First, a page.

I read a report today that says the Red Sox are aggressively pursuing first baseman Adrian Gonzalez. I also read a report that says the two sides aren't talking.
I read a report today that says the Mets are offering a five-year deal to free-agent outfielder Jason Bay. I also read a report that says the Mets haven't offered more than four years.
Again, welcome to the Hot Stove season. Be careful if you want to touch it.
My friend Jorge Arangure at ESPN.com - that's right, Jorge, we're friends, so you can stop denying it - tweeted that a source says Gonzalez could be traded to Boston within the next 10 days.
If it happens, I think they could contend in 2010.
Before everyone blows a gasket, let's see what the Red Sox are willing to surrender and whether Gonzalez signs an extension.
A source told FOXSports.com that Padres general manager Jed Hoyer is asking for "a ton."
Early speculation has the Red Sox parting with pitcher Clay Buchholz and center fielder Jacoby Ellsbury, now that they've signed John Lackey and Mike Cameron. Not quite a ton, but it's a start.
So we're back to arguing whether the Orioles should give up at least one of their top young starting pitchers and anyone else Hoyer demands to bring in Gonzalez - if he agrees to an extension.
Cameron supposedly makes Ellsbury expendable. I don't agree, but nobody asked me.
I suppose you could draw a parallel and say Adam Jones is expendable because of Felix Pie. And you could decide which young starter is the equivalent of Buchholz (Brian Matusz? Chris Tillman? Someone else?) And then we're back to that same argument that I mentioned above.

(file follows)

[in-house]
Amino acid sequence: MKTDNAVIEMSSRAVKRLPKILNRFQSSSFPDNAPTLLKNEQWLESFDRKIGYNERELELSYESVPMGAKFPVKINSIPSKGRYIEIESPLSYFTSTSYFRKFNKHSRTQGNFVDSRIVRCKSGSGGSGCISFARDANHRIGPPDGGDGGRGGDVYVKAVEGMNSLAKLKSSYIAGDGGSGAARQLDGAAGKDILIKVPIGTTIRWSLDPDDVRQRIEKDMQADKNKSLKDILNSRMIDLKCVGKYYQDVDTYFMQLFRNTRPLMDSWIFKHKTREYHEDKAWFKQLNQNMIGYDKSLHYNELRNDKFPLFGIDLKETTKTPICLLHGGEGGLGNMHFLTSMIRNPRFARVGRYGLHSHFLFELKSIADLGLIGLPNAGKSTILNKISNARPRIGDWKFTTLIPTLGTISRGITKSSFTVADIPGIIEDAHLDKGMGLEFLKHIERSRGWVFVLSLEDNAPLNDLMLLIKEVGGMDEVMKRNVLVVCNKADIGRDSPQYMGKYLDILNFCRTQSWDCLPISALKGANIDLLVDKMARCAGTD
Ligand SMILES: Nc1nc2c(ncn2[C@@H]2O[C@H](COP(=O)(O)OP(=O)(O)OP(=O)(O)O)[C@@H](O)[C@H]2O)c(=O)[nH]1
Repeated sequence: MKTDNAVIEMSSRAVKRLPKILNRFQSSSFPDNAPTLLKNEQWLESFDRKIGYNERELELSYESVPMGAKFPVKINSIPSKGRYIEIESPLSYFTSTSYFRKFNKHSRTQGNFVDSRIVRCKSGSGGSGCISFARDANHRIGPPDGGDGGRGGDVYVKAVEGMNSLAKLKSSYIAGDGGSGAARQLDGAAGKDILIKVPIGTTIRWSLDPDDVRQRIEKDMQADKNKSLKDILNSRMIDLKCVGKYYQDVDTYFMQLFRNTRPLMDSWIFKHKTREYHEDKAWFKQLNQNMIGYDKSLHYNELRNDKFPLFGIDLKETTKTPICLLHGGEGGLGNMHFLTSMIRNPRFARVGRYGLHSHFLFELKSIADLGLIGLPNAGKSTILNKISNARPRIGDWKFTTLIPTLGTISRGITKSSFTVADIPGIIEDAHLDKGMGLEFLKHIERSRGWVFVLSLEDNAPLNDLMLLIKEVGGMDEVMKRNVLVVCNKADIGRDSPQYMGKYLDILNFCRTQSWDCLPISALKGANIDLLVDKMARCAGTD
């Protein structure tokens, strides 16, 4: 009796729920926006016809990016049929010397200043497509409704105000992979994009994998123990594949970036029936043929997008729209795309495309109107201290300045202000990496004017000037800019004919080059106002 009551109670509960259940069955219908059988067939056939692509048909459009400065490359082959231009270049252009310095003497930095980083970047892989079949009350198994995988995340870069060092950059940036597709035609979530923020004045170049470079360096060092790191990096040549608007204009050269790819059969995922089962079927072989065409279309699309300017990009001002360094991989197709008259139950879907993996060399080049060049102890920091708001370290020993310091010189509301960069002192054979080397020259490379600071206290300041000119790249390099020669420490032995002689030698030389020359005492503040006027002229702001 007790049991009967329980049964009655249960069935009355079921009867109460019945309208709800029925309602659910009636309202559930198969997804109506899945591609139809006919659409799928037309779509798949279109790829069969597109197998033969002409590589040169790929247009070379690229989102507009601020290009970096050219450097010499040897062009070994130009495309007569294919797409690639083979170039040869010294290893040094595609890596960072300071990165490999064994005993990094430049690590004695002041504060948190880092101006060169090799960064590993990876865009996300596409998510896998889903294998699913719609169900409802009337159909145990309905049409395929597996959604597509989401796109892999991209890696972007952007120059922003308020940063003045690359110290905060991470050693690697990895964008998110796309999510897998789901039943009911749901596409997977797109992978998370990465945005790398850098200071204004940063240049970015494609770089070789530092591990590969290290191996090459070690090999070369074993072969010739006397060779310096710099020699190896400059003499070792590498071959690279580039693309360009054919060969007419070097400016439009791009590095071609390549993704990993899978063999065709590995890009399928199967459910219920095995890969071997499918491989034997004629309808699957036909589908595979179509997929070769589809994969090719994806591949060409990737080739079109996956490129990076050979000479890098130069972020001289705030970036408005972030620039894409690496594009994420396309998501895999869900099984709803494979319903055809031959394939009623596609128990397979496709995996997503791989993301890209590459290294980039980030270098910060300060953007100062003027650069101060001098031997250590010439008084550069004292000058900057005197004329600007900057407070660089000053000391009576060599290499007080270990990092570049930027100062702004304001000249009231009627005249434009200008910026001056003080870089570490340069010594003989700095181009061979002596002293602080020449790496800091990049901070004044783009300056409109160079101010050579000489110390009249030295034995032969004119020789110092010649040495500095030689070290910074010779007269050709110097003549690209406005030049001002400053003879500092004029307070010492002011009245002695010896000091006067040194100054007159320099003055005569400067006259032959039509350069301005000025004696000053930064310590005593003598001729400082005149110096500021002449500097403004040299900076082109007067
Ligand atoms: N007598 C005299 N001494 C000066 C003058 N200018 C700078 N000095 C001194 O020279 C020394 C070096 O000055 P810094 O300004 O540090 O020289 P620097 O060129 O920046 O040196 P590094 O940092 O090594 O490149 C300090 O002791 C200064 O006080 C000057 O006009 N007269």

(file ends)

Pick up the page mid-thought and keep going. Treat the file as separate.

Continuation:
Switching topics, the latest Baseball America ranks third baseman Josh Bell as the fifth-best prospect in the Arizona Fall League and includes the following:
Considered a defensive liability coming into the season, Bell got himself into better condition and answered questions about his ability to remain at third base. He's still a below-average runner, but Bell has become a solid defender at third base with smoother actions, cleaner footwork, improved range, good hands and an above-average arm.
At the plate, Bell has excellent raw power and could hit 25-plus home runs annually. He can work the count well to get on base, and while he doesn't strike out excessively, he could do more to tighten up his strike zone and not get himself out on pitchers' pitches. Though he's a switch-hitter, Bell has hit significantly better as a left-handed batter throughout his entire career.
First baseman Brandon Snyder was listed under "stock rising," with the following comment:
Not every scout sees Snyder as a future big league regular, but his improved defense made an impression on Phoenix manager Gary Cathcart. Snyder has good hands and has worked hard to improve his footwork around the bag. Snyder is a solid hitter who walked more than he struck out in the AFL, though he doesn't have prototypical power for a first baseman.